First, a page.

At least 186 journalists died in 4 months from COVID-19
Latin America remains most affected region, says Geneva-based Press Emblem Campaign
More than 186 journalists have died from COVID-19 in four months in 35 countries, the Geneva-based Press Emblem Campaign (PEC) announced Wednesday.
“The actual figure is certainly higher, as journalists who died during this period have not been tested or their deaths have not been publicly announced,” said Blaise Lempen, the group’s secretary-general.
“In some countries, counting takes place; in others, there is less information on the evolution of the pandemic, which distorts international comparisons.”
By region, Latin America remains the most affected, with at least 93 journalists killed by the virus, ahead of 34 victims in Asia, Europe 26, Africa 19, and North America 14.
The Press Emblem’s count covers March 1 to June 30, and according to its toll of those killed, around two-thirds of the journalists got the disease while on duty.
In June alone, 59 fatalities were counted, two per day.
Peru was the country with the highest number of victims (37). Brazil was second, with 16, then Mexico (14). The United States followed, with 13 victims, ahead of Ecuador (12).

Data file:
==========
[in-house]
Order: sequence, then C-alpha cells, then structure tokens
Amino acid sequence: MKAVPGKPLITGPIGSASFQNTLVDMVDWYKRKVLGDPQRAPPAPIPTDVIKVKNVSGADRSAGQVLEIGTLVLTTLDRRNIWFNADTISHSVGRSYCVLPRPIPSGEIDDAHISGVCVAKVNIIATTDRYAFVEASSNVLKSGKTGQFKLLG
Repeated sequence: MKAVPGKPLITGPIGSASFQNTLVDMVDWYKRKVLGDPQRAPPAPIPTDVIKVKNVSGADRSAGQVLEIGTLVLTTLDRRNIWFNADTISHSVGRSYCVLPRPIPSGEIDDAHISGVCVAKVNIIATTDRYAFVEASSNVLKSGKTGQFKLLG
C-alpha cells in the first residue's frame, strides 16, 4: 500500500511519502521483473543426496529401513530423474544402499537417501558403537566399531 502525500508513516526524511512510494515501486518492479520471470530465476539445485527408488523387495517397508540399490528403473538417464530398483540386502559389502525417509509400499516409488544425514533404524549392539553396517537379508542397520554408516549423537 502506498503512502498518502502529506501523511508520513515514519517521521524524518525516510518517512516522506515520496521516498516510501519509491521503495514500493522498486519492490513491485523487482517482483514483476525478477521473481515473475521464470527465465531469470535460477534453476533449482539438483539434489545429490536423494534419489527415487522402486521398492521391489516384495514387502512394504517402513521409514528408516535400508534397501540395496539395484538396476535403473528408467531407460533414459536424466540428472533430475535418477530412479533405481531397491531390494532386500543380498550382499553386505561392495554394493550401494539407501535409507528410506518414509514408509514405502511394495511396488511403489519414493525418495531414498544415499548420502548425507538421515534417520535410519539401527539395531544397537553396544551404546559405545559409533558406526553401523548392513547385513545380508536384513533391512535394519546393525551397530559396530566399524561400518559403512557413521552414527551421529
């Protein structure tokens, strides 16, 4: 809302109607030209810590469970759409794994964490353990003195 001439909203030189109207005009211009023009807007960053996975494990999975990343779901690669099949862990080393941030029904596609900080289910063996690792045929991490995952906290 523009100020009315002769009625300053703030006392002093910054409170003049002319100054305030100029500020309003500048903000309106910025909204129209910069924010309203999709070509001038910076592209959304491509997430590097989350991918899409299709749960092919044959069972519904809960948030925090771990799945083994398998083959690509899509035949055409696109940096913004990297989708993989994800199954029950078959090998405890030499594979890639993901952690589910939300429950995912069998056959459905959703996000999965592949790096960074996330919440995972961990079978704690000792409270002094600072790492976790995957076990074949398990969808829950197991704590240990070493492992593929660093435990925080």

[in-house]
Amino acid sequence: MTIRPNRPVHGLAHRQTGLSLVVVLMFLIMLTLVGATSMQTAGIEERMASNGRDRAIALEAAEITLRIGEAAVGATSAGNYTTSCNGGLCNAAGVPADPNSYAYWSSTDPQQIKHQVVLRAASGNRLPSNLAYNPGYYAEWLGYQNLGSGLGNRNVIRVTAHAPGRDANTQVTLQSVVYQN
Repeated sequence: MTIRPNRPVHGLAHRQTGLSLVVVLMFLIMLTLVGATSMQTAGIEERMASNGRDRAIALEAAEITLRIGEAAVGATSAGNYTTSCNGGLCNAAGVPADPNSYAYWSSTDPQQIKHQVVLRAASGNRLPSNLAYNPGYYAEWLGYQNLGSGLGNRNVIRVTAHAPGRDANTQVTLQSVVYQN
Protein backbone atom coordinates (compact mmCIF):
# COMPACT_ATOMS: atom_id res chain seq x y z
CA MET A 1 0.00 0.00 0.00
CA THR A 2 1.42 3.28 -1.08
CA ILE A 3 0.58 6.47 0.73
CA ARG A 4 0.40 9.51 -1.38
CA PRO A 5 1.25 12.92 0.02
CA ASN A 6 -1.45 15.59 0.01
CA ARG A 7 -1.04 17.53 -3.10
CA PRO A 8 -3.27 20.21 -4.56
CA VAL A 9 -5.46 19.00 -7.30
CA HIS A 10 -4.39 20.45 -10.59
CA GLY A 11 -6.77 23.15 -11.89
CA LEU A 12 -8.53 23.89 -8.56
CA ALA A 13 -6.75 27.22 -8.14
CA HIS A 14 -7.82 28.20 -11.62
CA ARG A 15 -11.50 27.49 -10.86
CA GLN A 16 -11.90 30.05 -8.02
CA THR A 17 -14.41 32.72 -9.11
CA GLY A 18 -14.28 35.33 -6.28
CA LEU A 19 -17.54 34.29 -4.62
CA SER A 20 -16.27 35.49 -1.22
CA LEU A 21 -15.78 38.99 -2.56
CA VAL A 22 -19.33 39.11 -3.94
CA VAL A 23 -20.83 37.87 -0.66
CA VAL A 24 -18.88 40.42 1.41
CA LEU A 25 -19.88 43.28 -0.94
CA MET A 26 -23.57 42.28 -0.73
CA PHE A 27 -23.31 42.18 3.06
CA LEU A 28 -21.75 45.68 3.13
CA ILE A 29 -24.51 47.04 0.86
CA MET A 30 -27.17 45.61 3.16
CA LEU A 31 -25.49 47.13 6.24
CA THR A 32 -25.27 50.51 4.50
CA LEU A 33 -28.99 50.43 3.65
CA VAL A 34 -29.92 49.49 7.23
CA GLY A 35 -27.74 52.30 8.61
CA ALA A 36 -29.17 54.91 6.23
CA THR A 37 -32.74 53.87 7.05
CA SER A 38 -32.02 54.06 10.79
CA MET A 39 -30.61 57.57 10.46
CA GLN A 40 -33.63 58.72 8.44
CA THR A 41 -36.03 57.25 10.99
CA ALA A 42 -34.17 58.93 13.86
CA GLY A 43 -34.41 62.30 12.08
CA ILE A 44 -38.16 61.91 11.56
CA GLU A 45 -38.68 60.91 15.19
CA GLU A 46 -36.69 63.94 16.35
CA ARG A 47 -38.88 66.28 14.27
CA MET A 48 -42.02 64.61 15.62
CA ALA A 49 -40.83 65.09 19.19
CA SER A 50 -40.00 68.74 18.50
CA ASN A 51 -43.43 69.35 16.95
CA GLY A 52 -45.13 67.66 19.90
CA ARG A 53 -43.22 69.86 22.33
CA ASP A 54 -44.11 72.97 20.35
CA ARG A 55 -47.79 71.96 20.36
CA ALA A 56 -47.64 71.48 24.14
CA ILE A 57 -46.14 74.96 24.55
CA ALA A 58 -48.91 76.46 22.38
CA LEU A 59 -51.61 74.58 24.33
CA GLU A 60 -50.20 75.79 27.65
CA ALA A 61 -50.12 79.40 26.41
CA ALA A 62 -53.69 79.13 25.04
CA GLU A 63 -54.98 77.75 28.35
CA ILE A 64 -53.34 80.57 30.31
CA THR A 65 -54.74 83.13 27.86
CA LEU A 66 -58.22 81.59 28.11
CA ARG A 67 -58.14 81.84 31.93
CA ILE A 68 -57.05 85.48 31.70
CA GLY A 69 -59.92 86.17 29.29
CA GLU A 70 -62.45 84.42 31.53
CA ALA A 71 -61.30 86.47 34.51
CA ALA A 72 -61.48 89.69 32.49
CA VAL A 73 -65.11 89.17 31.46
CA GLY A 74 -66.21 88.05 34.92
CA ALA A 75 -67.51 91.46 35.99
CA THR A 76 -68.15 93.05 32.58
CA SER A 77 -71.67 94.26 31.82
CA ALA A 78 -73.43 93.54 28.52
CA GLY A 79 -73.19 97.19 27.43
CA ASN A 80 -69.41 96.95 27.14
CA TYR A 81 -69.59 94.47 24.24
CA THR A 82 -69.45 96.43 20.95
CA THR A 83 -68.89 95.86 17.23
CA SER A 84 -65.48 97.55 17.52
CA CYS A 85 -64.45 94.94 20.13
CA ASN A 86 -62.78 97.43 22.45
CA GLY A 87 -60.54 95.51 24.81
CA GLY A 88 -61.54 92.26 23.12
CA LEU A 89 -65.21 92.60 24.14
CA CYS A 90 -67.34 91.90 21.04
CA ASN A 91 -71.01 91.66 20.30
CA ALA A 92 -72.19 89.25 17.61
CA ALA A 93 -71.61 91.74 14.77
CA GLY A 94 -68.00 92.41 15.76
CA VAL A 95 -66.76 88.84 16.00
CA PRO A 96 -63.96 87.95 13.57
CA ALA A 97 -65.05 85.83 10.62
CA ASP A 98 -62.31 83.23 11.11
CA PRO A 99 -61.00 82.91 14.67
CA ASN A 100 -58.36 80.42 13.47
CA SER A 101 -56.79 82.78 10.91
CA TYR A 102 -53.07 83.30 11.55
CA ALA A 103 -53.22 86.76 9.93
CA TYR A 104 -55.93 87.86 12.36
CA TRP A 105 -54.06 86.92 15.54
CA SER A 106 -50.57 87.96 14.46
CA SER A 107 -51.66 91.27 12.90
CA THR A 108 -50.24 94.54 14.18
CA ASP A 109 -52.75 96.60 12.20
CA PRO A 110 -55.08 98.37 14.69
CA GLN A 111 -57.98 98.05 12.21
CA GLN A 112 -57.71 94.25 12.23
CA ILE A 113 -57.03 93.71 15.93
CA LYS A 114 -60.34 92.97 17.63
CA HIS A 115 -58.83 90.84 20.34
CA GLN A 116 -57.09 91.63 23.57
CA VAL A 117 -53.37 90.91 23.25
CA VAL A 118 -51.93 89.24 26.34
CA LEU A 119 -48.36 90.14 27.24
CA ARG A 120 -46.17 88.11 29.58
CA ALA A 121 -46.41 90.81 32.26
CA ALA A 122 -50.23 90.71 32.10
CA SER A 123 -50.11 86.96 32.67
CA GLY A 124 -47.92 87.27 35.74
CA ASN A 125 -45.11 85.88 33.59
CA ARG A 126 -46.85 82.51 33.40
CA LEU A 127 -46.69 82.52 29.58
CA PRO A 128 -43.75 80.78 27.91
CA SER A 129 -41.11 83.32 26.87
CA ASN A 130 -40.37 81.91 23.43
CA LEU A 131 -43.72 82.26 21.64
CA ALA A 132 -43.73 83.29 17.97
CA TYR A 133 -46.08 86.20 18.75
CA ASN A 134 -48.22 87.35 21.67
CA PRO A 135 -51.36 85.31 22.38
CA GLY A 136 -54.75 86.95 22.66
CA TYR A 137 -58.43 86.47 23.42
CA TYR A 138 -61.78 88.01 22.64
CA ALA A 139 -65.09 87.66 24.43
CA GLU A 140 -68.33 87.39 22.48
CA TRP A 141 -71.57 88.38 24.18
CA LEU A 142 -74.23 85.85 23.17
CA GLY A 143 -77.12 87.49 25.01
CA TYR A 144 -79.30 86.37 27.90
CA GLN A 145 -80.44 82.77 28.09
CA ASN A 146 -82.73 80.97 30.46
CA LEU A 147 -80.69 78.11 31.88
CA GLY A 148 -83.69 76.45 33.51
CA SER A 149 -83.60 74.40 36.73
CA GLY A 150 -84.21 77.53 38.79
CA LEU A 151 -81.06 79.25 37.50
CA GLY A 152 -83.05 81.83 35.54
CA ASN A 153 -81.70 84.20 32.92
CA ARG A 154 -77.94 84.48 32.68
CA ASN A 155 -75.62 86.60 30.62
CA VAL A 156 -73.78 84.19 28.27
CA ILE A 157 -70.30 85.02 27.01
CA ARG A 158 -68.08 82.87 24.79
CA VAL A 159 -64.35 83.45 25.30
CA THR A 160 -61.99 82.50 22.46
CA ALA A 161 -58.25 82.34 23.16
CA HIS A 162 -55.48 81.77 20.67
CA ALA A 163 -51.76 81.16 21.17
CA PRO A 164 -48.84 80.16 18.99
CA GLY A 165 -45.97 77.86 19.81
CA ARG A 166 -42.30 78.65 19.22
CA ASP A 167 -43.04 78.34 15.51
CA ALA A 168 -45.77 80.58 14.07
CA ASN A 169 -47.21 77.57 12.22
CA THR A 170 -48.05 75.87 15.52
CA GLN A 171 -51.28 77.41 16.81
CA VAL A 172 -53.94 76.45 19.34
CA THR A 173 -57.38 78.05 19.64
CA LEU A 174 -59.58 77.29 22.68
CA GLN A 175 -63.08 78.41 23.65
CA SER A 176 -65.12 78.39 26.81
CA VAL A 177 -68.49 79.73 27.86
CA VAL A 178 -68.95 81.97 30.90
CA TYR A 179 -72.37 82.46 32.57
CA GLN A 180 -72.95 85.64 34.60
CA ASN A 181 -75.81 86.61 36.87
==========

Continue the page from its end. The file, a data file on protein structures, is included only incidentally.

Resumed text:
Next in line comes Pakistan with 10 deaths, Bangladesh and India with nine apiece, Nigeria eight, the UK seven, and Russia and Bolivia with five each.
The PEC counted 4 victims in Nicaragua and France, then three deaths apiece in Cameroon, the Dominican Republic, Italy, and Spain.
Two victims were identified in Algeria, Colombia, Egypt, and Sweden and one each in Afghanistan, Austria, Belgium, Canada, the Democratic Republic of Congo, Iran, Japan, Kazakhstan, Morocco, Panama, South Africa, Togo, and Zimbabwe.
The PEC said its count is based on numerous sources: national associations of journalists, local media, and PEC correspondents worldwide.
In a separate count, the group condemned the killing of 33 journalists in 18 countries in six months, from this January to June.
For the same period last year, 38 journalists were killed in 20 countries. Mexico remains the most dangerous country.